Doctor Zhivago by Boris Pasternak

It has only taken me about 30 odd years but at last I got around to reading Dr Zhivago by Boris Pasternak. The 506 closely printed pages had put me off all those years, but I must say that I really did enjoy it. I suppose most people will have already read it or at least seen the fab film, starring the gorgeous Omar Sharif as Doctor Zhivago.

Having read Liza/A Nest of Nobles by Turgenev recently I have to say that I think Doctor Zhivago is far better than Liza. I know there is about 100 years in between the publication of the two books, so it maybe isn’t fair to compare them, but there is just so much more in Doctor Zhivago to get your teeth into.

The Zhivago family had been wealthy, and Yura could remember a time when he was a child when there were Zhivago factories and a Zhivago bank. But his father lost all of their money and committed suicide. Yura’s mother was already dead.

When Yura (Yurii) grows up he becomes a doctor and marries his childhood sweetheart, Tonya. They have a son and when Tonya is pregnant for the second time Yura starts an affair with Lara. Lara had was married to her childhood sweetheart, Pasha, but she believed him to be dead. Using the name of Strelnikov, he was now high up in the Red Army. Was he modelled on Trotsky?

Whilst on one of his journey’s to Lara’s house Yura is abducted at gunpoint by some soldiers who are in search of him to replace their dead doctor but eventually he escapes from the army and ends up back with Lara.

It’s years since I saw the film but I seem to remember that the whole thing concentrates on the love affair between Yura and Lara and I thought that Tonya (his wife) was portrayed as a sort of feckless pain in the neck. Presumably the director David Lean thought he had to do that because people would not be keen on the truth, which was that Yura started screwing around when he realised that his wife was pregnant. I could be completely mis-remembering it. Anyway Pasternak wrote Tonya as being very resourceful and strong, coping with her child, her elderly father and a nursemaid who was still a child herself.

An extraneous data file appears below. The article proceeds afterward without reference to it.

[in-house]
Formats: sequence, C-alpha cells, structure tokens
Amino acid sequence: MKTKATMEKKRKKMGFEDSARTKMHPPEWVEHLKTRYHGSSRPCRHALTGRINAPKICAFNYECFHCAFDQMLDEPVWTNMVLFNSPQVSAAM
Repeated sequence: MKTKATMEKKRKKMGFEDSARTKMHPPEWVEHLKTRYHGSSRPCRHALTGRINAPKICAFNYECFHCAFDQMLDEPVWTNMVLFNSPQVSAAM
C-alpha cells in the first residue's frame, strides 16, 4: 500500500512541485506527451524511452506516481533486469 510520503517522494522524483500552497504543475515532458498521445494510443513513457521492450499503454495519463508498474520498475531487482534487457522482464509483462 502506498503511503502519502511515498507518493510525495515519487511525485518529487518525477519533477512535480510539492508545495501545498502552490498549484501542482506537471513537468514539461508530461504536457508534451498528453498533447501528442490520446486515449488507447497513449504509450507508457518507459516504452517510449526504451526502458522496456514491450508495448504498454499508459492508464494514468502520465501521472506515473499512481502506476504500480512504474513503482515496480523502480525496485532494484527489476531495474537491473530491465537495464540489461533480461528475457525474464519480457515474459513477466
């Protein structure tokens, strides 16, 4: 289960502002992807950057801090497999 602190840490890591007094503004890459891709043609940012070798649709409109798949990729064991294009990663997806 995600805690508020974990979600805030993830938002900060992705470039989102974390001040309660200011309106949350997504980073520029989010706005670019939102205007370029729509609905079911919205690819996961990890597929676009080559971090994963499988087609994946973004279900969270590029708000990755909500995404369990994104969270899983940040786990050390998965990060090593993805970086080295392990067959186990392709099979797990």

On the other hand Lara hadn’t even managed to seal up the rat holes in her apartment, with the result that the rats were everywhere. I think if I had been in that situation I would have played ‘splat the rat’ until they got the idea and skedaddled.

Yes, as ever, I’m on the side of the wife!

If you are into history, then you will definitely get a lot out of the book which it just isn’t possible to put in a film and as Russia/the Soviet Union has always fascinated me, the book was right up my street.

I was brought up during ‘the Cold War’ when the U.S.S.R. threat was always in the background – especially as my dad worked in the nearby nuclear submarine base at Coulport on the River Clyde. I was still in primary school when I realised that there was a Soviet nuclear missile pointing straight at us, so there wasn’t any point in worrying about it as we would be blasted into oblivion very quickly.

Happy days.

2 thoughts on “Doctor Zhivago by Boris Pasternak

  1. Loved your comment about splat the rat! I read this a couple of years ago for my IRL classics group and I have to say I was underwhelmed. Maybe I would have gotten more out of it if I knew more about the history and time period. I just did not get the love between Lara and Zhivago — I remember in the movie it’s so beautiful and tragic, blah blah, but I didn’t see it in the book at all! In fact, it seemed like he was only interested in Lara after his wife pointed it out. I finished the book but I wasn’t so impressed.

    • I think it’s the bits of Russian history which interest me most. As you say Tonya seems to have kick started his interest in Lara. He complains that his wife’s skin has coarsened and she has lost her looks because she is pregnant, and takes up with Lara. What a swine!
      I think Pasternak got the Nobel prize for the book for purely political reasons, so it’s fair enough that he ended up turning it down. I still preferred it to Turgenev’s Liza but I’ll have to read more Russian lit. in general as I don’t have much to compare it with.

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